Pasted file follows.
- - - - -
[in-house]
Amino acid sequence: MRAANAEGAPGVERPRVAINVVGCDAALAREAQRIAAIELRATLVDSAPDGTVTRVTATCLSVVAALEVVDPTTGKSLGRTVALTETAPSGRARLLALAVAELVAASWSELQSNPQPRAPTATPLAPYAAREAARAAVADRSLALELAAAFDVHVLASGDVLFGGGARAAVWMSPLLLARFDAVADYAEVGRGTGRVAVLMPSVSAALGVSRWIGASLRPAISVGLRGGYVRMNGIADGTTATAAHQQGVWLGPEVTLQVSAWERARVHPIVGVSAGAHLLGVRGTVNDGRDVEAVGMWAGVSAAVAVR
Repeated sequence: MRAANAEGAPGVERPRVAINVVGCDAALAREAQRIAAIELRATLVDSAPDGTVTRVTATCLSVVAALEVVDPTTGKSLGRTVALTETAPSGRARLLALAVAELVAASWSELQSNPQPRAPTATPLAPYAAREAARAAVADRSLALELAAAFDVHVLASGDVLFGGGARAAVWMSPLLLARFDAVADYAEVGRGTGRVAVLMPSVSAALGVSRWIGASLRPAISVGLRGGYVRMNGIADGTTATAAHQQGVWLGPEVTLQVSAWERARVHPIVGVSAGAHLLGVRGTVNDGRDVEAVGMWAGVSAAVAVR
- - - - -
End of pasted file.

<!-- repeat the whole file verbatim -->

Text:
[in-house]
Amino acid sequence: MRAANAEGAPGVERPRVAINVVGCDAALAREAQRIAAIELRATLVDSAPDGTVTRVTATCLSVVAALEVVDPTTGKSLGRTVALTETAPSGRARLLALAVAELVAASWSELQSNPQPRAPTATPLAPYAAREAARAAVADRSLALELAAAFDVHVLASGDVLFGGGARAAVWMSPLLLARFDAVADYAEVGRGTGRVAVLMPSVSAALGVSRWIGASLRPAISVGLRGGYVRMNGIADGTTATAAHQQGVWLGPEVTLQVSAWERARVHPIVGVSAGAHLLGVRGTVNDGRDVEAVGMWAGVSAAVAVR
Repeated sequence: MRAANAEGAPGVERPRVAINVVGCDAALAREAQRIAAIELRATLVDSAPDGTVTRVTATCLSVVAALEVVDPTTGKSLGRTVALTETAPSGRARLLALAVAELVAASWSELQSNPQPRAPTATPLAPYAAREAARAAVADRSLALELAAAFDVHVLASGDVLFGGGARAAVWMSPLLLARFDAVADYAEVGRGTGRVAVLMPSVSAALGVSRWIGASLRPAISVGLRGGYVRMNGIADGTTATAAHQQGVWLGPEVTLQVSAWERARVHPIVGVSAGAHLLGVRGTVNDGRDVEAVGMWAGVSAAVAVR